From Harvard Health Publications
Aging isn’t always pretty, and your mouth is no exception. Today, three-quarters of people over 65 retain at least some of their natural teeth, but older people still suffer higher rates of gum disease, dental decay, oral cancer, mouth infections, and tooth loss. While these problems are nothing to smile about, you can still do a lot to keep your mouth looking and feeling younger than its years.
Wear and tear
Teeth are amazingly strong. But they’re not indestructible. A lifetime of crunching, gnawing, and grinding wears away the outer layer of enamel and flattens the biting edges. Tooth surfaces are also affected by exposure to acidic foods such as citrus fruits and carbonated beverages, which dissolve the protective enamel. Weakened enamel can set the stage for more serious dental problems.
Just because you’ve got a few gray hairs doesn’t mean you’re out of the woods when it comes to cavities, either. A prime target of cavities in older adults is around the neck of the tooth, adjacent to the gum line. Gum tissue naturally recedes with age, so the soft root tissue becomes exposed. In addition, adults who grew up before the advent of fluoride products and dental sealants often have fillings from childhood and adolescence that eventually break down.
While there’s not much you can do to stem the natural erosion of the tooth surface, the pillars of cavity prevention — brushing, flossing, and regular cleanings at the dentist’s office — remain the same at any age. Fluoride rinses and gels, and varnishes applied by a dentist, may be able to halt the progression of root decay and in some cases reverse the damage.
You may have also noticed that your once-sparkling smile has dimmed over the years. There’s no shortage of whitening products these days. Dental bleaches containing peroxide (available over the counter or through your dentist) will lighten your teeth a few shades, although the results are less dramatic in older teeth. Whitening toothpastes and rinses can temporarily lift superficial stains, but don’t expect the effect to last. Before deciding on a bleaching method, it’s a good idea to talk to a dentist.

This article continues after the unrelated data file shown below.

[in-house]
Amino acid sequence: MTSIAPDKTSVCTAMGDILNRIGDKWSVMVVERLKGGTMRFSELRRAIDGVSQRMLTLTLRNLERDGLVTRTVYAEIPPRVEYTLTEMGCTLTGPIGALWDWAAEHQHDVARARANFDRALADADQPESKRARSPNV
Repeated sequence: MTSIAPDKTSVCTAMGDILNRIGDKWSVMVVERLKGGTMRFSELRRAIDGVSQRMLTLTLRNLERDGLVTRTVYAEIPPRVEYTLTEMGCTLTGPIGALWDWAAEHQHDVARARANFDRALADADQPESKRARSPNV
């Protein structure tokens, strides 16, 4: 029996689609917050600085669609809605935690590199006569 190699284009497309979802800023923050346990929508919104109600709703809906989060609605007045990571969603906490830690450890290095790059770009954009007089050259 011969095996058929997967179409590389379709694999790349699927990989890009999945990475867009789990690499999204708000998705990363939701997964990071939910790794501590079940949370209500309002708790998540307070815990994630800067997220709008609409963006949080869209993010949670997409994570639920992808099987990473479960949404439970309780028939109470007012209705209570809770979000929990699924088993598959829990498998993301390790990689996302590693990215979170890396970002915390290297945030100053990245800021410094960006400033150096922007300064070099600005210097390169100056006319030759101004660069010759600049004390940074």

A strong supporting cast
While sturdy teeth are the stars of a healthy mouth, they can’t perform without a strong supporting cast — the gums and soft, wet tissue that line the oral cavity. Periodontal disease, characterized by receding gums, wobbly teeth, and deterioration of the jawbone, is the primary culprit in tooth loss among older adults. Fortunately, periodontal disease is treatable at any age with a combination of scaling to remove the hardened plaque and infected gum tissue, antibiotics, and — in advanced cases — surgery.
Make the moist of it
Hundreds of medications list dry mouth (xerostomia) as a side effect. Lack of saliva is more than just uncomfortable. It makes eating and swallowing difficult, causes bad breath, and leads to irritation and infection of oral tissues. Good oral hygiene can combat this problem.
You can moisten a dry mouth by chewing sugarless gums or sucking on sugarless candies. Simply drinking more water can help; try holding it in your mouth for a few seconds before you swallow.
The mouth-body connection
The well-being of your aging mouth is tied to the health of the rest of your body. There’s evidence of an association between gum inflammation and conditions such as diabetes, heart disease, stroke, and respiratory problems, all of which are more prevalent in later life. Scientists postulate that bacteria from gum infections travel through the bloodstream to trigger inflammation in organs and tissues at distant sites.
Keeping your mouth young in old age requires diligent do-it-yourself care: brushing with fluoride toothpaste and flossing at least twice a day. Regular dental appointments are also important.
February 2010 update
Read the original here.